Theresa May Wins First Round Of The Tory Leadership Race
Stephen Crabb and Liam Fox have now dropped out following the first round of voting.
Home secretary Theresa May has won a substantial victory in the first round of the Conservative party leadership election, with anti-EU challenger Andrea Leadsom coming in second.
Five candidates stood in the ballot, which saw disgraced former cabinet minister Liam Fox finish last and exit the race. He was joined by Stephen Crabb, who later announced he would be dropping out after coming second-last.
May won 165 votes in the secret ballot, just over 50% of the 329 Tory MPs who took part in the contest. Leadsom, a junior energy minister who has no previous cabinet experience but rose to prominence as part of the Vote Leave campaign, came second on 66 votes.
The overwhelming majority support among MPs for Theresa May raises the risk of the Tories entering a similar situation to the Labour party, where the parliamentary party wants one leader but the general party membership pick a different candidate.
Justice secretary Michael Gove came third on 48 votes and work and pensions secretary Stephen Crabb took 34. The results were read out in a panelled committee room in the House of Commons by backbench Tory MP Graham Brady, with watching politicians celebrating by banging on tables.
A further ballot of MPs will be held on Thursday to reduce the three remaining candidates to two. Approximately 150,000 ordinary Conservative members will then be asked to vote on which of these two MPs they want to be party leader – and therefore prime minister – with the result announced on 9 September.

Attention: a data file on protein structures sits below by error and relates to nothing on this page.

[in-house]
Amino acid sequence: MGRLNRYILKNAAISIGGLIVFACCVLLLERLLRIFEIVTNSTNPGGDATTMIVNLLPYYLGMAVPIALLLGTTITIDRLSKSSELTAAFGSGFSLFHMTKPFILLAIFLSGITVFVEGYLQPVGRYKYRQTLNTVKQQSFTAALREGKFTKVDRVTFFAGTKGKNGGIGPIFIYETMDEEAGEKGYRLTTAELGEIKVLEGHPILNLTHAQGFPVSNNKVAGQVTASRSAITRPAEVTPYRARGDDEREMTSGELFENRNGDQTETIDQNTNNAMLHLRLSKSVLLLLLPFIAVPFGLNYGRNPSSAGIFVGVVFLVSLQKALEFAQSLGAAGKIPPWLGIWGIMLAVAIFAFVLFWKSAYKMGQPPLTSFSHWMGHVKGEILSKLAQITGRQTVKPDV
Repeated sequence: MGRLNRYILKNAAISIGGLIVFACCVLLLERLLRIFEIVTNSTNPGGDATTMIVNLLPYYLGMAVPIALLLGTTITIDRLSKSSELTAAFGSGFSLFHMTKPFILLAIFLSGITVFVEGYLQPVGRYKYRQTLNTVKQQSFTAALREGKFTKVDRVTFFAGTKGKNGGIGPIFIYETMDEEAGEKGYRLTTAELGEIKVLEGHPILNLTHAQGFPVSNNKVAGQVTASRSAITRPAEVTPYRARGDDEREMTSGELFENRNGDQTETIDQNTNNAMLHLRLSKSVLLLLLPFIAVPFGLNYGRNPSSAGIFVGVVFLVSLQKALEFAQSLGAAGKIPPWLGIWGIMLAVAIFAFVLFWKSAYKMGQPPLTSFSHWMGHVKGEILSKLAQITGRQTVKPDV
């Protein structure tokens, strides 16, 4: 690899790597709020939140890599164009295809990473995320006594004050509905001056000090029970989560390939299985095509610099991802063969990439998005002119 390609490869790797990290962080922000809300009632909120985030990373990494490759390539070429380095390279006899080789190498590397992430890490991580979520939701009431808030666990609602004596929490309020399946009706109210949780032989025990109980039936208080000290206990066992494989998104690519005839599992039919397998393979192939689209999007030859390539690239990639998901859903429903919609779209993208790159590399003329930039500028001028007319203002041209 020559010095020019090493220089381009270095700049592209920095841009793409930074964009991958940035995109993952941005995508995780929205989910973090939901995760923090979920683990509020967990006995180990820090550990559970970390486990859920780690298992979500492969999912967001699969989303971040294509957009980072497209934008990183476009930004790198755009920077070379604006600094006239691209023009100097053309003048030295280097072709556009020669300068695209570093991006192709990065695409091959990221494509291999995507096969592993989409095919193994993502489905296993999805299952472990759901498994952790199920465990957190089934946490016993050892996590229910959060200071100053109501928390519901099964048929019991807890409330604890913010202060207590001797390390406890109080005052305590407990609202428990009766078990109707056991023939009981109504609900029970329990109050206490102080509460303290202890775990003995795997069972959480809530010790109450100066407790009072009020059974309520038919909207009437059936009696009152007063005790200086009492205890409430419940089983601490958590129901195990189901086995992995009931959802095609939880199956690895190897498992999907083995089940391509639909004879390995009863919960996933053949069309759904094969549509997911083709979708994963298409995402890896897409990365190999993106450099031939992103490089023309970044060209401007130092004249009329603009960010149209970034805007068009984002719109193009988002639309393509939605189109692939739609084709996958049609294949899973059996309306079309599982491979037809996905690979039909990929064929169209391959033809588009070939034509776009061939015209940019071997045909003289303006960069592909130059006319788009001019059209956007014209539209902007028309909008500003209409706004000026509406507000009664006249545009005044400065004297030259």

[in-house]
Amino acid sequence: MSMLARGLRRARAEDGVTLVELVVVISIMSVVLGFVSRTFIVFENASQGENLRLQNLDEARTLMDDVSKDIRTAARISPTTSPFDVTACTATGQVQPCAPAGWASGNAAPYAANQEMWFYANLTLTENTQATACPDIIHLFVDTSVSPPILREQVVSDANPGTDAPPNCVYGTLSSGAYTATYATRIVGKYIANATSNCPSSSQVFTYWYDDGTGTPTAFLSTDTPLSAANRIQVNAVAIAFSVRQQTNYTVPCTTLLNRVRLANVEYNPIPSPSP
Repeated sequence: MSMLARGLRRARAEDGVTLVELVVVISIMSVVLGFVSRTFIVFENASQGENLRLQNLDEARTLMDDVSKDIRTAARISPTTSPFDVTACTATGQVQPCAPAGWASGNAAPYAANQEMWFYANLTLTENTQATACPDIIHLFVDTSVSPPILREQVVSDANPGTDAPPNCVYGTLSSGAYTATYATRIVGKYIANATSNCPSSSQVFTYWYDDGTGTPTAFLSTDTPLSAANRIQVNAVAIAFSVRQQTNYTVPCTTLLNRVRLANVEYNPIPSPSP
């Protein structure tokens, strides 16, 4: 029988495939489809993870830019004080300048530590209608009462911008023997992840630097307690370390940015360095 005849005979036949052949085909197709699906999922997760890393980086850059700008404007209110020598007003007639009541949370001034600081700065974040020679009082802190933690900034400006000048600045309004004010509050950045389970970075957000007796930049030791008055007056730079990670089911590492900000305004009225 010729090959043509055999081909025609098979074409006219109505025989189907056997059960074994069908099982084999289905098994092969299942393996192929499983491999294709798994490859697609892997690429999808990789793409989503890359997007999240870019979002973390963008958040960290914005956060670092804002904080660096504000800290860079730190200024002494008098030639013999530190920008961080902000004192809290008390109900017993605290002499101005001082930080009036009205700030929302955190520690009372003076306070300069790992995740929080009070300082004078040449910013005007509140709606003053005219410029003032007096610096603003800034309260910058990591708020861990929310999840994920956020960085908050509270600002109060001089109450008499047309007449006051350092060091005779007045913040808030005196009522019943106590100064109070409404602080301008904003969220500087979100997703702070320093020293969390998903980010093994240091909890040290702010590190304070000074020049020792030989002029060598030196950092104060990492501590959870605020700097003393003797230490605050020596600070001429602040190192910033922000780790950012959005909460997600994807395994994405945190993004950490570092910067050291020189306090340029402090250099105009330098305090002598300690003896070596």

"Andrea's done a sterling job for an outsider," said Leadsom supporter Nadine Dorries outside the room where the result was announced, citing a survey of her constituents as evidence of a recent shift in support away from Theresa May. "The more people are getting to know her, the more they're turning."
But Dorries echoed the fears of several Leadsom supporters, who are concerned MPs supporting May could tactically lend their votes to other candidates in order to keep Leadsom off the ballot put to party members.
"It would be wrong for tactical voting to take place in a place like this," she said. "It's dishonourable. It's a huge responsibility on MPs to do the right thing for the country."
Dorries also said none of Leadsom's former Treasury colleagues were backing her for leader because "they're all George Osborne's cronies – George Osborne's reach goes far".
Damian Green MP, a Theresa May backer, said it was now up to the parliamentary party to sell their backing of the home secretary to party members: "After one ballot half the parliamentary party backs her. With every round that passes the chance of tactical voting decreases. I know Theresa disapproves of tactical voting."
Leadsom has defined herself in her pitch to Tory activists as a candidate who can be trusted to take the UK out of the EU, unlike Theresa May, who campaigned for Remain during the referendum.
Chris Heaton-Harris MP, who is backing Leadsom, said his preferred candidate is coming under sustained media attacks and plots because she is a "good strong second-place runner in this race and maybe other people are uncomfortable with that".
Still, he was delighted with the result: "I am chuffed."